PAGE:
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# Simple Stats watch

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1. Here's the scenario.

Production line: 1000 widgets/day (24 hrs)

I have a p.d.f. of a faulty widget being produced, at t hrs after startup. i.e. p = p(t).

Question: what is the rate (widgets/hr, say) at which faulty widgets are being produced.

Can anyone tell me how I use a pdf to work out that rate ??

I have no idea
2. Hi

My stats is a little rusty but I did a first year course on probability at uni and what you've got is a random variable, the number of faulty widgets produced in a day with p.d.f p(t) therefore the probability of a faulty widget being produced between the times t1 and t2 after startup is the integral between t1 and t2 of p(t) with respect to t. The expected number of faulty widgets produced between t1 and t2 is the integral between t1 and t2 of t*p(t) with respect to t, wouldn't the rate of faulty widgets produced per hour then be d(Expectation)/dt = t*p(t) where t is time in hours? Hope this helps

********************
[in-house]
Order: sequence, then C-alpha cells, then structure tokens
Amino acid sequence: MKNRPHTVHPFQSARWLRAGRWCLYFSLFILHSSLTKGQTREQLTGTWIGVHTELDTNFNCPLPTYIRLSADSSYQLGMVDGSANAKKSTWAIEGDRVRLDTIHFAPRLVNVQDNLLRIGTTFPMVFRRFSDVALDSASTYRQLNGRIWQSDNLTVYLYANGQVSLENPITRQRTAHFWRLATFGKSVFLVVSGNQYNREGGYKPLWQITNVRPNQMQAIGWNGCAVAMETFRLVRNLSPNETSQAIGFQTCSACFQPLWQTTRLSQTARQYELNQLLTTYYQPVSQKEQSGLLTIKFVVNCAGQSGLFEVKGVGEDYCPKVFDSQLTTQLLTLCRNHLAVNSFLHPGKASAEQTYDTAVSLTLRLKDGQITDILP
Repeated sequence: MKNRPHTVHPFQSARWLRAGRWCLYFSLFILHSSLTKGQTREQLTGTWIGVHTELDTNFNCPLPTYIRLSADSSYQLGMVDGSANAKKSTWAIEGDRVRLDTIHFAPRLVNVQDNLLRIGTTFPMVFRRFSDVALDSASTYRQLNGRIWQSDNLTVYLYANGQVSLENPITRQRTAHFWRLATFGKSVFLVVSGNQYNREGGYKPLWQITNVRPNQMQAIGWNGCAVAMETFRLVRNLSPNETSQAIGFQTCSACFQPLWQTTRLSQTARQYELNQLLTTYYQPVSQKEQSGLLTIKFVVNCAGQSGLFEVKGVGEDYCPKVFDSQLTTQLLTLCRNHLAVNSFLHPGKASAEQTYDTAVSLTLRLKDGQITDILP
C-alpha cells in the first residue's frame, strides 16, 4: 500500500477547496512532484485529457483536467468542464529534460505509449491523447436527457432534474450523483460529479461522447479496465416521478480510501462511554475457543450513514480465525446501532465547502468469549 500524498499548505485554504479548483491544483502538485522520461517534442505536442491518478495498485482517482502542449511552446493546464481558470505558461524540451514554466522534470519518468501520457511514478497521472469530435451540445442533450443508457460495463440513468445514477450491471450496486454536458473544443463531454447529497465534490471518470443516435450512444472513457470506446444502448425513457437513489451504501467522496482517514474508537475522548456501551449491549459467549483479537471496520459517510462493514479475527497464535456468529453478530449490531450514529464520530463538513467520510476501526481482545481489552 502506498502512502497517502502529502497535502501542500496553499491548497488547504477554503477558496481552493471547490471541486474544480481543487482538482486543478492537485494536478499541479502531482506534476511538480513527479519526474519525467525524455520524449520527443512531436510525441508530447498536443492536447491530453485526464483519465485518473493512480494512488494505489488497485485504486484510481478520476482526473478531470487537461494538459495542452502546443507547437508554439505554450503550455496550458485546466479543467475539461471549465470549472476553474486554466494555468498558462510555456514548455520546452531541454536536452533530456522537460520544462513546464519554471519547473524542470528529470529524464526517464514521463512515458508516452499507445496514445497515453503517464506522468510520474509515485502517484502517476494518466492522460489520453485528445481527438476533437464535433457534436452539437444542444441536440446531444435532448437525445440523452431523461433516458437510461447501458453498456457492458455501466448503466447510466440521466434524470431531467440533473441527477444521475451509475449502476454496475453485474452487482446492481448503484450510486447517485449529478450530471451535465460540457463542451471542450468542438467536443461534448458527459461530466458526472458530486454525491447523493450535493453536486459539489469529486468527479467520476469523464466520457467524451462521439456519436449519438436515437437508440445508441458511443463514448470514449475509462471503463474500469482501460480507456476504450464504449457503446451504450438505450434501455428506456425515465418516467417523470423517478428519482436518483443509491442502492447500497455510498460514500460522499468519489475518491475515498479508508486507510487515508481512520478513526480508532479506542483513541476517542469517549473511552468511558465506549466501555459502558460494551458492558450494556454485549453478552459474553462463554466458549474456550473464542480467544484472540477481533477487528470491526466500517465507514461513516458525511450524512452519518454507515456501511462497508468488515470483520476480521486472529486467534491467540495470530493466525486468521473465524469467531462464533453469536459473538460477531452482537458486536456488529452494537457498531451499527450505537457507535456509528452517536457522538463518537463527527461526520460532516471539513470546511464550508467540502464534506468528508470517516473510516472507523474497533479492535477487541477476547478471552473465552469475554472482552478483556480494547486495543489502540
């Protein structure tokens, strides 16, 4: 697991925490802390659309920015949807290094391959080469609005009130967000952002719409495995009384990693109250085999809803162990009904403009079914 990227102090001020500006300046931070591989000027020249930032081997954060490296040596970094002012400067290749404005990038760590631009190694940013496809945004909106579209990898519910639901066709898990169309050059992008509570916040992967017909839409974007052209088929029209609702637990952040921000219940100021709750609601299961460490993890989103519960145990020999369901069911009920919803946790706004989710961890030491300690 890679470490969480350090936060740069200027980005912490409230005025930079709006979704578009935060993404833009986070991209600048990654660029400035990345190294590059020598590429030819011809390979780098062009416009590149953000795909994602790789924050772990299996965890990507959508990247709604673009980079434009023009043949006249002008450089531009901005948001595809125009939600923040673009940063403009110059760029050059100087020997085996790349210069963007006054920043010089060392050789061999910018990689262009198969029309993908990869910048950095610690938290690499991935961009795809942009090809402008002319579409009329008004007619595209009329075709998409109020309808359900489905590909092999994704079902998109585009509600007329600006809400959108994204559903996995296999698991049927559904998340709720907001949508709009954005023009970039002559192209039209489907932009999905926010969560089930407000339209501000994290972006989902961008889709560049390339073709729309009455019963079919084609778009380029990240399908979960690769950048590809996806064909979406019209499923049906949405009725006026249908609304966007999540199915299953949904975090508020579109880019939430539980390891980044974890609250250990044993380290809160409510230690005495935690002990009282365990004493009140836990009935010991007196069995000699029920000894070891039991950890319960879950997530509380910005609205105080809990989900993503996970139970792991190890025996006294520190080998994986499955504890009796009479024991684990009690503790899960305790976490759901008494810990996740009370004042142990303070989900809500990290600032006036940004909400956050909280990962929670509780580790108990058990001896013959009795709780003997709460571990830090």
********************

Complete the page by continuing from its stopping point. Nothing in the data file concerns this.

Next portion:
3. Thanks a lot. That's it I think.

I missed a bit as well which you filled in. I had to show that there were approx so many failures per hour after 12 hrs, say.
So I should do int t*p(t) from t = 12 to t = 13, yes??

I knew about probabliity of faulty widget between t1 and t2 etc, but it was the other bit, t*p(t), I needed. Thanks.
4. Doing int t*p(t) from t = 12 to t = 13 will give you the expected number of failures in an hour which should be almost the same as doing int t*p(t) from t = 14 to t = 15 say if the function t*p(t) is approx constant after 12 hours which i think is what you are saying
5. What I wrote was a paraphrase for my actual problem.
The pdf is a decaying exponential.
And I have to find the number of "faults" per week after 6 years into the "program".
So I think the above approach is what I'm supposed to do.

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